Plastics are becoming one of the biggest threats to marine life. While we produce 300 million tons of plastic annually (Raising Awareness of Plastic Waste – The New York Times), over 7 million tons of it ends up in the oceans where it breaks down into smaller and smaller fragments over the years. The tinier the pieces, the more easily they are swallowed by marine life. (One study found that fish in the North Pacific ingest as much as 24,000 tons of plastic debris a year). Plastic bags make up large percentage of the overall plastic waste polluting not just the ocean, but the environment as a whole.
But because plastic is light and cheap, there is a lot of it. And because it is so durable, it does not “go away.” Plastic accumulated over half a century is still out there.
According to the Valuing Plastic report the annual damage of plastics to marine ecosystems is at least $13 billion per year and Asia-Pacific Economic Cooperation (APEC) estimates that the cost of ocean plastics to the tourism, fishing and shipping industries was $1.3 billion in that region alone. Even in Europe, where leakage is relatively limited, potential costs for coastal and beach cleaning could reach €630 million ($695 million) per year. In addition to the direct economic costs, there are potential adverse impacts on human livelihoods and health, food chains and other essential economic and societal systems.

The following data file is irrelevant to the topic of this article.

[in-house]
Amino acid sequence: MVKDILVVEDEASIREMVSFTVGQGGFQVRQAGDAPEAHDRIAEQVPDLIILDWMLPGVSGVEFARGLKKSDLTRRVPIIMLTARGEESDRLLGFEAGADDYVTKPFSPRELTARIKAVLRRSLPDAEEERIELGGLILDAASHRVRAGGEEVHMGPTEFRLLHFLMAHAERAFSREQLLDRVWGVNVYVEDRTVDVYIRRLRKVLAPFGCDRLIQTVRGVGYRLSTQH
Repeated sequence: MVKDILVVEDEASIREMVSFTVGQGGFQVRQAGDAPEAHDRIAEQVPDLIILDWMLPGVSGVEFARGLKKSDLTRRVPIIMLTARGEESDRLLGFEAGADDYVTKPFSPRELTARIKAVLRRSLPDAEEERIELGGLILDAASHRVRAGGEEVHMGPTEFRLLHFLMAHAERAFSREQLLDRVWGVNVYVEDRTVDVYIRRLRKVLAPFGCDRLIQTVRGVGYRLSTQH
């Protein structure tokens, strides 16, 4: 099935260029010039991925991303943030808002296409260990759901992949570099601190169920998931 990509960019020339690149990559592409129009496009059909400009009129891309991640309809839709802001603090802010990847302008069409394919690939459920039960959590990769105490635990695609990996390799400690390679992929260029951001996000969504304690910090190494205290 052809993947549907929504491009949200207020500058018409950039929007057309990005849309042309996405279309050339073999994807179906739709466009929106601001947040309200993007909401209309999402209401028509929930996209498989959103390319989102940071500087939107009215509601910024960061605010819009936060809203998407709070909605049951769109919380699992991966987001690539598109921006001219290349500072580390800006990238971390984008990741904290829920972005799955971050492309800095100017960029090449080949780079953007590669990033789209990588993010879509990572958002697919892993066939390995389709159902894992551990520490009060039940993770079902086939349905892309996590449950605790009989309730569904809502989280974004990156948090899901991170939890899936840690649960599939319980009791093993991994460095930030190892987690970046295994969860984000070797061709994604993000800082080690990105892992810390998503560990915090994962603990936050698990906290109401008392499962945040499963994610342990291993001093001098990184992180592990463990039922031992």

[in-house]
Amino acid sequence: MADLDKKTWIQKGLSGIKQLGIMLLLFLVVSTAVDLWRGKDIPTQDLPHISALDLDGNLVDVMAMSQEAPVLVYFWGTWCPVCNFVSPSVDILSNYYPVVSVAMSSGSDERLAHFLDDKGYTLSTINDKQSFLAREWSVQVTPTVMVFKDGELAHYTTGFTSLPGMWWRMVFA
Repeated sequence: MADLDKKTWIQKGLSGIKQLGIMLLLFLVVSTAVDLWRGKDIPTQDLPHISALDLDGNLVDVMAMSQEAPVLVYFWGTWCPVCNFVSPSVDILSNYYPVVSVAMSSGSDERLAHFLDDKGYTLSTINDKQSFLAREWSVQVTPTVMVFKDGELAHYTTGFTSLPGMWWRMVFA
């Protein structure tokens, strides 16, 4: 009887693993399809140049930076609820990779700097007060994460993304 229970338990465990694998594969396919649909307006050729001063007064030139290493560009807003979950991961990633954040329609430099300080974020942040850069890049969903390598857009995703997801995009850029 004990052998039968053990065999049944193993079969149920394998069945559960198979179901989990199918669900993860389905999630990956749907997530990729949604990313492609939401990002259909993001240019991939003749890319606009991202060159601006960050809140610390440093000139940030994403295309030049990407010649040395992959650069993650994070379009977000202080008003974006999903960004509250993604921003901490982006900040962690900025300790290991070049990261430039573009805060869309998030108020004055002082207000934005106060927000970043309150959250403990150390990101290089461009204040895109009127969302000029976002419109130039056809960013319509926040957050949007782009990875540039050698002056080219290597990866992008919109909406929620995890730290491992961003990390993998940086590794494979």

Leaked plastics can also degrade other natural systems, such as forests and waterways, and induce direct economic costs by clogging sewers and other urban infrastructure.
Responding to this data, the supermarket chain Publix is now phasing plastic bags out of their stores in Coral Gables, Florida. The store is giving away branded reusable bags for free. At the checkout, the customers will no longer be offered a plastic bag for their groceries, but they can choose between fabric reusable bags and paper ones.
Given where we live, should our Food Lion stores also remove plastic bags? Like Publix, our local chains need to be more aware, more sensitive to environmental issues that directly affect where we live. This is a small, yet symbolic step that puts one of our major economic drivers in front of an important issue. By leading in this one small area, this could promote, and even entice others to adopt a recycling after-use policy that can help reduce the leakage of more plastics into the environment.